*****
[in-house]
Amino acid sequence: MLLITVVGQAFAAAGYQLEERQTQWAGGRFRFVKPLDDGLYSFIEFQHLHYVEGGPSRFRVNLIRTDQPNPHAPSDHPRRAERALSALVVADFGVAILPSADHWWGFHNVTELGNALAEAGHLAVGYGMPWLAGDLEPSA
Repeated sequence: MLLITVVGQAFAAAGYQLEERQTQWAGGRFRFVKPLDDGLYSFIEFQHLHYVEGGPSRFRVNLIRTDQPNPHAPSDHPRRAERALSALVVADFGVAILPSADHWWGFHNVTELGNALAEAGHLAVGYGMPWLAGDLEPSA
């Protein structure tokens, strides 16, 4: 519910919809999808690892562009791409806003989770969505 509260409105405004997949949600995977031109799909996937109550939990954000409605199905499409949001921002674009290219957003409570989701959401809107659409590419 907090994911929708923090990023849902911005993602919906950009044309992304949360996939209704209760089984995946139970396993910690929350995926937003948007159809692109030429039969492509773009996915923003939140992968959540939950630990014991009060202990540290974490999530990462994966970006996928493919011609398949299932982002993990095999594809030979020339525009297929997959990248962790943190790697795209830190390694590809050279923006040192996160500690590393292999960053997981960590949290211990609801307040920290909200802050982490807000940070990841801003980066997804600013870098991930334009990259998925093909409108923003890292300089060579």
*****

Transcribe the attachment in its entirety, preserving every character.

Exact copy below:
[in-house]
Amino acid sequence: MLLITVVGQAFAAAGYQLEERQTQWAGGRFRFVKPLDDGLYSFIEFQHLHYVEGGPSRFRVNLIRTDQPNPHAPSDHPRRAERALSALVVADFGVAILPSADHWWGFHNVTELGNALAEAGHLAVGYGMPWLAGDLEPSA
Repeated sequence: MLLITVVGQAFAAAGYQLEERQTQWAGGRFRFVKPLDDGLYSFIEFQHLHYVEGGPSRFRVNLIRTDQPNPHAPSDHPRRAERALSALVVADFGVAILPSADHWWGFHNVTELGNALAEAGHLAVGYGMPWLAGDLEPSA
């Protein structure tokens, strides 16, 4: 519910919809999808690892562009791409806003989770969505 509260409105405004997949949600995977031109799909996937109550939990954000409605199905499409949001921002674009290219957003409570989701959401809107659409590419 907090994911929708923090990023849902911005993602919906950009044309992304949360996939209704209760089984995946139970396993910690929350995926937003948007159809692109030429039969492509773009996915923003939140992968959540939950630990014991009060202990540290974490999530990462994966970006996928493919011609398949299932982002993990095999594809030979020339525009297929997959990248962790943190790697795209830190390694590809050279923006040192996160500690590393292999960053997981960590949290211990609801307040920290909200802050982490807000940070990841801003980066997804600013870098991930334009990259998925093909409108923003890292300089060579």